I was sad when my child died from exposure until
I met a man who was criticized for not doing his job.
In a week of appalling statements coming from people whose job it is to make non-appalling statements, this one takes the cake, the pinata, and the inflatable jumpy thing:
MCINTYRE: And as to your question about political, I talked to a lot of people at the Pentagon today who were very frustrated about the fact that the perception was being created that the military didn’t move fast enough. And they did it somewhat as political. They thought that part of the motivation was the critics of the administration to make the president look bad.
And they seemed to question the motives of some of our reporters who were out there and hearing these stories from the victims about why they had so much sympathy for the victims, and not as much sympathy for the challenges that the government met in meeting this challenge.
Dead senior citizens & babies = lots of time on the phone and paper cuts.
Yeah. Sounds about right.
Meanwhile the members of the Bush Summer 2005 Incompetency Tour are going, “We rock, man!”, all evidence to the contrary:
When it comes to assessing the effectiveness of the emergency response to Hurricane Katrina in New Orleans, two divergent — and incongruous — views have emerged over more than three long days of misery.
In the hurricane-ravaged city, where people are thirsty and hungry, living in squalid conditions and in fear of armed bands of marauding looters, the response is seen as confused, ineffective and puzzlingly slow.
“Why is no one in charge?” asked one frustrated evacuee at the Ernest Morial Convention Center, where thousands have waited days for help. “I find it hard to believe.”
Yet, 80 miles away at the Federal Emergency Management Agency command post in Baton Rouge, FEMA Director Michael Brown told CNN’s Wolf Blitzer Thursday evening that “considering the dire circumstances that we have in New Orleans, virtually a city that has been destroyed, things are going relatively well.”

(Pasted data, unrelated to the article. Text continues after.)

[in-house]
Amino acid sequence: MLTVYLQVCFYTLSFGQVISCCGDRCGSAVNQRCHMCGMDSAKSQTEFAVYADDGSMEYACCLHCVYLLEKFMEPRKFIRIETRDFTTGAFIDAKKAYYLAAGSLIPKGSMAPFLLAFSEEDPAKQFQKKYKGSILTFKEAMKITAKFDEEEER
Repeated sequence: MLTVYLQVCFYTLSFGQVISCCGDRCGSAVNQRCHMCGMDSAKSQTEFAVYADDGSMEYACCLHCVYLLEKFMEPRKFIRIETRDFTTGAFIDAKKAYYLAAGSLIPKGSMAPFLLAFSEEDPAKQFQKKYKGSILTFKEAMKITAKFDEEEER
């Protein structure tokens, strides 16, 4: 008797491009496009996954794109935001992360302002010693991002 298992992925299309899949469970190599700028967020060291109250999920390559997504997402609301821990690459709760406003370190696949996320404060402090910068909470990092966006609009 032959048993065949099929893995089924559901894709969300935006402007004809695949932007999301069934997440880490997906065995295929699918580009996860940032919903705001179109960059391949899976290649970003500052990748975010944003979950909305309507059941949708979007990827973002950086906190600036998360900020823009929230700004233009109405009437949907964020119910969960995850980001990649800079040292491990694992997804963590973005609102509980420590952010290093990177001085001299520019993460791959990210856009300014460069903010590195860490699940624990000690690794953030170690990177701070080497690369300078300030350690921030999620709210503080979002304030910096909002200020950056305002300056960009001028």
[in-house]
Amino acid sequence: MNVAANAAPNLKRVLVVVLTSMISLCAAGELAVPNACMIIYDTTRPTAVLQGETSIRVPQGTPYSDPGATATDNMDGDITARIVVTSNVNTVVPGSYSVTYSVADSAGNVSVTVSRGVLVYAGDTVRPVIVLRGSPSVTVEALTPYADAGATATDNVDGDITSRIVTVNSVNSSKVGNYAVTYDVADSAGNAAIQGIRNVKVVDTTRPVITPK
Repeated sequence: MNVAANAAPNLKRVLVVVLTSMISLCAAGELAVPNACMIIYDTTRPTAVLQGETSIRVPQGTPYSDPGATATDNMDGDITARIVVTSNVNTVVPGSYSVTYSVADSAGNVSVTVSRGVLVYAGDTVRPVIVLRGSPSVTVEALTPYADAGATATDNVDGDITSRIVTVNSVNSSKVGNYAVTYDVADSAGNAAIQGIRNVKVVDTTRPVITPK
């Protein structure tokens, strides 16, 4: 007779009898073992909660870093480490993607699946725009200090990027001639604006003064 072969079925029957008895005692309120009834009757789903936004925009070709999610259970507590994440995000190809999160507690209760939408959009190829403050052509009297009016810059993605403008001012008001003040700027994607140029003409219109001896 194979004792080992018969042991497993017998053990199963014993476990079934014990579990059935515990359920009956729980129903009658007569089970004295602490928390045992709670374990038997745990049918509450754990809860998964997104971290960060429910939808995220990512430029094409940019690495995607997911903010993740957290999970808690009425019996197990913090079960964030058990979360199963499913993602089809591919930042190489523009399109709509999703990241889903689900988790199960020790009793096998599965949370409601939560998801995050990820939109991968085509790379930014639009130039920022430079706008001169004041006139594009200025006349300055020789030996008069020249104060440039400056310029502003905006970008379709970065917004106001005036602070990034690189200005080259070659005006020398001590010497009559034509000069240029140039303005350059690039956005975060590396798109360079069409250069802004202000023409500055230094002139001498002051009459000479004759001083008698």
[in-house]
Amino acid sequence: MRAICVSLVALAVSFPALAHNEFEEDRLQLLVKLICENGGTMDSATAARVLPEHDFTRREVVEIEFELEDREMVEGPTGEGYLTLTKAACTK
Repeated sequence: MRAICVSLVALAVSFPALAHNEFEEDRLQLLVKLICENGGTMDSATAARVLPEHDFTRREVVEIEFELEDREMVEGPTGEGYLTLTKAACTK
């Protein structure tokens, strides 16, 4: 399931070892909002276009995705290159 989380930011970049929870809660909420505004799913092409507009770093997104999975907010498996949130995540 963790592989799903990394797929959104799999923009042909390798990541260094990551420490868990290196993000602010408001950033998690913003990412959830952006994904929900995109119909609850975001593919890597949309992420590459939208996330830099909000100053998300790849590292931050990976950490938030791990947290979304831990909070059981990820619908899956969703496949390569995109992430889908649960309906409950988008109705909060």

His view was not shared by some of the local officials trying to cope at the scene of the disaster.
Terry Ebbert, New Orleans’ homeland security chief, told WWL-TV that he thinks FEMA’s response to the disaster has been an “embarrassment.” Walter Maestri, the emergency management director in suburban Jefferson Parish, said FEMA and other federal agencies are not delivering help nearly as fast as it is needed.
Yet, back in Washington, Homeland Security Secretary Michael Chertoff told CNN Thursday that he believes he thinks FEMA and other federal agencies have done a “magnificent job” under difficult circumstances to deal with the unprecedented disaster, citing their “courage” and “ingenuity.”
Insisting that aid is coming as fast as possible, Chertoff said, “You can’t fly helicopters in a hurricane. You can’t drive trucks in a hurricane.”
Such explanations likely would have been of cold comfort to the crowd of hot, thirsty, bedraggled people outside the convention center, even if they could have heard them.
I didn’t think it was possible, but Michael Chertoff just made Tom “Rainbow Warrior” Ridge look like MacGyver.